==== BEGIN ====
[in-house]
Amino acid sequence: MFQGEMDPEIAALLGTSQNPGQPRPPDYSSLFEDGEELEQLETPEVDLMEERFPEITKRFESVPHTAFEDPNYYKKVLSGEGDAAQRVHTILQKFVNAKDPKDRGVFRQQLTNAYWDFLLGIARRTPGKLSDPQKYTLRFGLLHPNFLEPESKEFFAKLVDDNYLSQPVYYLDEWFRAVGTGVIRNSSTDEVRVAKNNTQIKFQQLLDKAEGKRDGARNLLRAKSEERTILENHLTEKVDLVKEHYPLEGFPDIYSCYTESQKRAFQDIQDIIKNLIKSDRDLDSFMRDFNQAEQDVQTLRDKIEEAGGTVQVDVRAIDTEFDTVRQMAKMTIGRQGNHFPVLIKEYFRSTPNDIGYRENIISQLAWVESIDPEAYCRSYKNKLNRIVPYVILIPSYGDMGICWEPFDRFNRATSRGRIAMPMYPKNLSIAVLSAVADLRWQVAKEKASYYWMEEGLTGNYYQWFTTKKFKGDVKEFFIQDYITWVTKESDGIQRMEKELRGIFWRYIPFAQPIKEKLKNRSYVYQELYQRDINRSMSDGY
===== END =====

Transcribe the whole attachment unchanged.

[in-house]
Amino acid sequence: MFQGEMDPEIAALLGTSQNPGQPRPPDYSSLFEDGEELEQLETPEVDLMEERFPEITKRFESVPHTAFEDPNYYKKVLSGEGDAAQRVHTILQKFVNAKDPKDRGVFRQQLTNAYWDFLLGIARRTPGKLSDPQKYTLRFGLLHPNFLEPESKEFFAKLVDDNYLSQPVYYLDEWFRAVGTGVIRNSSTDEVRVAKNNTQIKFQQLLDKAEGKRDGARNLLRAKSEERTILENHLTEKVDLVKEHYPLEGFPDIYSCYTESQKRAFQDIQDIIKNLIKSDRDLDSFMRDFNQAEQDVQTLRDKIEEAGGTVQVDVRAIDTEFDTVRQMAKMTIGRQGNHFPVLIKEYFRSTPNDIGYRENIISQLAWVESIDPEAYCRSYKNKLNRIVPYVILIPSYGDMGICWEPFDRFNRATSRGRIAMPMYPKNLSIAVLSAVADLRWQVAKEKASYYWMEEGLTGNYYQWFTTKKFKGDVKEFFIQDYITWVTKESDGIQRMEKELRGIFWRYIPFAQPIKEKLKNRSYVYQELYQRDINRSMSDGY